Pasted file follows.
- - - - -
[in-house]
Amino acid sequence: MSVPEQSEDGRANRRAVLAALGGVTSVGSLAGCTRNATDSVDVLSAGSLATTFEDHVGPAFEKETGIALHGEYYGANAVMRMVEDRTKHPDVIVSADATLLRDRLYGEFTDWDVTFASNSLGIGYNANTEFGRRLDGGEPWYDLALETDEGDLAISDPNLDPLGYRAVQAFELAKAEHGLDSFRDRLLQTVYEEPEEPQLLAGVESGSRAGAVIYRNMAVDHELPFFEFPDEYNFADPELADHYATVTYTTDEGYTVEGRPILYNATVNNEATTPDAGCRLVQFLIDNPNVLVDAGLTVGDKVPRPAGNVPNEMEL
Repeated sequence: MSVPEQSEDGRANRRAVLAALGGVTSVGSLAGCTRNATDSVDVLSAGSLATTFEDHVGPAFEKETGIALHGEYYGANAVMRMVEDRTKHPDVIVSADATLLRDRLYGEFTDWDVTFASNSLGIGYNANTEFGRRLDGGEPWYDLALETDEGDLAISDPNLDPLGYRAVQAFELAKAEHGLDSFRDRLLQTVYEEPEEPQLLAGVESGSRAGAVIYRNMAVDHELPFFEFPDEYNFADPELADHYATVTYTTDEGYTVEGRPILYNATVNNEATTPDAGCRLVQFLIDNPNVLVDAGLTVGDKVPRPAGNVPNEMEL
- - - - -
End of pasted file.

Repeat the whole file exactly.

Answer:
[in-house]
Amino acid sequence: MSVPEQSEDGRANRRAVLAALGGVTSVGSLAGCTRNATDSVDVLSAGSLATTFEDHVGPAFEKETGIALHGEYYGANAVMRMVEDRTKHPDVIVSADATLLRDRLYGEFTDWDVTFASNSLGIGYNANTEFGRRLDGGEPWYDLALETDEGDLAISDPNLDPLGYRAVQAFELAKAEHGLDSFRDRLLQTVYEEPEEPQLLAGVESGSRAGAVIYRNMAVDHELPFFEFPDEYNFADPELADHYATVTYTTDEGYTVEGRPILYNATVNNEATTPDAGCRLVQFLIDNPNVLVDAGLTVGDKVPRPAGNVPNEMEL
Repeated sequence: MSVPEQSEDGRANRRAVLAALGGVTSVGSLAGCTRNATDSVDVLSAGSLATTFEDHVGPAFEKETGIALHGEYYGANAVMRMVEDRTKHPDVIVSADATLLRDRLYGEFTDWDVTFASNSLGIGYNANTEFGRRLDGGEPWYDLALETDEGDLAISDPNLDPLGYRAVQAFELAKAEHGLDSFRDRLLQTVYEEPEEPQLLAGVESGSRAGAVIYRNMAVDHELPFFEFPDEYNFADPELADHYATVTYTTDEGYTVEGRPILYNATVNNEATTPDAGCRLVQFLIDNPNVLVDAGLTVGDKVPRPAGNVPNEMEL